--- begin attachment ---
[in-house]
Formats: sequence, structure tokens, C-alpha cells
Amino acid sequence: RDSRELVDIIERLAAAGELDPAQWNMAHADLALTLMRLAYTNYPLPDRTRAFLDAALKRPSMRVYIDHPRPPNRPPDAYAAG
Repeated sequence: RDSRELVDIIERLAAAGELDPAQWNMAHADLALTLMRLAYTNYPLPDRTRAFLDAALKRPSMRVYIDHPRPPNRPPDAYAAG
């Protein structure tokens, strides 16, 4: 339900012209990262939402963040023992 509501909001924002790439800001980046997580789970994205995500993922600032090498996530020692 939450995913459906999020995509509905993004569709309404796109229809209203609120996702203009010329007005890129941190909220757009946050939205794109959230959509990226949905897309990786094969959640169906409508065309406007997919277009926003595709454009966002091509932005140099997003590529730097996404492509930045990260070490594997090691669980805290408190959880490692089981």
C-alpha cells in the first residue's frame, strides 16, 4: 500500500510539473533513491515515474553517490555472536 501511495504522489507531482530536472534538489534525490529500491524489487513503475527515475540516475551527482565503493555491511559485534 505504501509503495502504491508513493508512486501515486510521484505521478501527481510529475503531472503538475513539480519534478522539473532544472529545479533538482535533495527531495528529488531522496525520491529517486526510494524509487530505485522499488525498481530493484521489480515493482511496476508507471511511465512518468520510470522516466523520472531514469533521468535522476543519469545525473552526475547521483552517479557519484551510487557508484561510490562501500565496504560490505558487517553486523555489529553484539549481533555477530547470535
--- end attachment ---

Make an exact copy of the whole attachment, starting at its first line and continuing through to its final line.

[in-house]
Formats: sequence, structure tokens, C-alpha cells
Amino acid sequence: RDSRELVDIIERLAAAGELDPAQWNMAHADLALTLMRLAYTNYPLPDRTRAFLDAALKRPSMRVYIDHPRPPNRPPDAYAAG
Repeated sequence: RDSRELVDIIERLAAAGELDPAQWNMAHADLALTLMRLAYTNYPLPDRTRAFLDAALKRPSMRVYIDHPRPPNRPPDAYAAG
């Protein structure tokens, strides 16, 4: 339900012209990262939402963040023992 509501909001924002790439800001980046997580789970994205995500993922600032090498996530020692 939450995913459906999020995509509905993004569709309404796109229809209203609120996702203009010329007005890129941190909220757009946050939205794109959230959509990226949905897309990786094969959640169906409508065309406007997919277009926003595709454009966002091509932005140099997003590529730097996404492509930045990260070490594997090691669980805290408190959880490692089981």
C-alpha cells in the first residue's frame, strides 16, 4: 500500500510539473533513491515515474553517490555472536 501511495504522489507531482530536472534538489534525490529500491524489487513503475527515475540516475551527482565503493555491511559485534 505504501509503495502504491508513493508512486501515486510521484505521478501527481510529475503531472503538475513539480519534478522539473532544472529545479533538482535533495527531495528529488531522496525520491529517486526510494524509487530505485522499488525498481530493484521489480515493482511496476508507471511511465512518468520510470522516466523520472531514469533521468535522476543519469545525473552526475547521483552517479557519484551510487557508484561510490562501500565496504560490505558487517553486523555489529553484539549481533555477530547470535